I can use one of Zook's examples to illustrate this. He cites Gillette CEO Jim Kilt's "cycle of death" as a series of missed quarters due to unachieved growth. But that is not the whole story. In the times that I have heard Kilts speak directly to this point, he has emphasized that the problem has come primarily from management making unrealistic promises to investors to support the stock price and then bending the entire organization to try to meet these expectations, with disastrous results. It is the need to keep the stock price high – and thus the value of options – that is often the culprit, and not necessarily growth for its own sake.
By the way, the term for this that I have always heard used by Kilts, a client of my former firm, is "the circle of doom" (Surely these must be the same thing, as I can't imagine even a very large company being able to simultaneously accommodate both a "circle of doom" and a "cycle of death").
An inherent problem with business books is they are snapshots in time. Principles and frameworks that explain performance today may not apply so neatly a few years down the road. Many people have found entertainment in following the harrowing post-publication fates of the companies featured in "In Search of Excellence". And yet perhaps there are as many lessons to learn in evaluating carefully the stumble as the rise to the top in the first place. A missed opportunity in Beyond the Core is the story of Lloyds TSB. Its former Chairman and Chief Executive, Sir Brian Pitman, and his team managed to increase the value of Lloyds TSB by a factor of 50 during their 18 years at the helm. Zook covers their path to glory extensively. But in the three years since Pitman's retirement, Lloyds TSB's market value has declined by almost 50 percent, significantly more than its UK banking peers. Why? How did Lloyds fall off its value leadership perch? The book is silent on this.
I believe the most important message in Beyond the Core is the one that reinforces the theme of Zook's first book – companies should focus most on driving profitable growth as the core business itself. This is for two reasons: first, because there is more growth left in existing business models than most executives realize; second, any adjacency strategy that is not built on the foundation of a solid and profitable core will almost assuredly fail.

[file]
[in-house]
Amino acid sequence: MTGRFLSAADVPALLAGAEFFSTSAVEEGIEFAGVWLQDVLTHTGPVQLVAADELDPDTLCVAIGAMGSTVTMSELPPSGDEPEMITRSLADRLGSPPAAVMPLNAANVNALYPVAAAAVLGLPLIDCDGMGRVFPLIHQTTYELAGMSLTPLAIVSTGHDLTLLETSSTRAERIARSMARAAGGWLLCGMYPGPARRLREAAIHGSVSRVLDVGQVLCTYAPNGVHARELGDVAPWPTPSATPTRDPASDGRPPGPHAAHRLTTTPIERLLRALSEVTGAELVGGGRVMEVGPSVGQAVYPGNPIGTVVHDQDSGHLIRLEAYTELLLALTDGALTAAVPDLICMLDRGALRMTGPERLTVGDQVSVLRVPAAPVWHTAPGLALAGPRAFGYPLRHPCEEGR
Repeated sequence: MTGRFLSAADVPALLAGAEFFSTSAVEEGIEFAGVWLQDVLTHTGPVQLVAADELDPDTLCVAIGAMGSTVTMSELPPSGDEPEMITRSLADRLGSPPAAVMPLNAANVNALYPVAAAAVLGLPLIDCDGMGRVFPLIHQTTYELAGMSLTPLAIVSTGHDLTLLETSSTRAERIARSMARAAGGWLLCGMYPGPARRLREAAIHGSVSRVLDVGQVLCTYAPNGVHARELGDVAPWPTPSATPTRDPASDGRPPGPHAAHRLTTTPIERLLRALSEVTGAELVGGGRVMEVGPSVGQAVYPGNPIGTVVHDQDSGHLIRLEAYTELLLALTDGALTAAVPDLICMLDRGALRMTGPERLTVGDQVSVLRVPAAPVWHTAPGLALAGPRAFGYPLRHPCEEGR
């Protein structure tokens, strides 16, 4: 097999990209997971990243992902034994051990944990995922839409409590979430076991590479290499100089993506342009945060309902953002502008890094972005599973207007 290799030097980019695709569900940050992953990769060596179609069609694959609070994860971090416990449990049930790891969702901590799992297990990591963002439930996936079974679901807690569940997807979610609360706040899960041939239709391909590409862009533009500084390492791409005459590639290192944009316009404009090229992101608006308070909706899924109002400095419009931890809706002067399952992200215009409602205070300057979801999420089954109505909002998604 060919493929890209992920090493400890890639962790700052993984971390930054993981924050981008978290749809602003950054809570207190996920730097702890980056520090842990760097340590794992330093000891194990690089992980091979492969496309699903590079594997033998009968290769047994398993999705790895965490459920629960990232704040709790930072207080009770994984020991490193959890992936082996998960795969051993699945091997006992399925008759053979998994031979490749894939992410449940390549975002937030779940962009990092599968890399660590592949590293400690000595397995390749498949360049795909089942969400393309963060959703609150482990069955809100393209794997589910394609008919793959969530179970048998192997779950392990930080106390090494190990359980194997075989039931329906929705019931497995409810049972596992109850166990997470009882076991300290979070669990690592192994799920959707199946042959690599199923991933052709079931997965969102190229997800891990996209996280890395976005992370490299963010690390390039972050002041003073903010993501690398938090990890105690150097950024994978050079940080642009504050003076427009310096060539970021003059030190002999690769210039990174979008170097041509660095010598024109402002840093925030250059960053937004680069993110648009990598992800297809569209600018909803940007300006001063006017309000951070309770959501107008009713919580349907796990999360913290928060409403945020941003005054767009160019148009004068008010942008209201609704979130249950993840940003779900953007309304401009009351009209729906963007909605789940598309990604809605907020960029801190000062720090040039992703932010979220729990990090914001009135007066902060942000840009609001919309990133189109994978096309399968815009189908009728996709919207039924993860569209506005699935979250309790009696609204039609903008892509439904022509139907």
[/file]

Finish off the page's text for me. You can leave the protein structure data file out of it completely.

Perhaps the most impressive part of this book is the research underlying it. Most business books that express a point of view and attempt to support it with facts tend to employ research based on publicly available information, and then tell several client "war stories". Zook and his team clearly went well beyond this by, among other things, compiling a database of 181 growth initiatives in the US and UK in the 1990s, conducting three global surveys on executive perceptions and intentions about growth, building a proprietary database containing financial information on over 8,000 public companies spanning 14 years, and conducting detailed research on about 100 companies, including extensive top management interviews, many of which were conducted by Zook himself.
The amalgamation of this research alone is worth the price of the book. It reveals such nuggets as: in 2002, the vast majority of executives put profitable growth as a top-three priority, and almost half put it at number one. Pair that with the finding that a sobering 75 percent of all growth initiatives fail (as defined by creating value and adding growth), and you sense the overwhelming urgency for corporate executives (and opportunity for consultants like Zook) in cracking the code on profitable growth.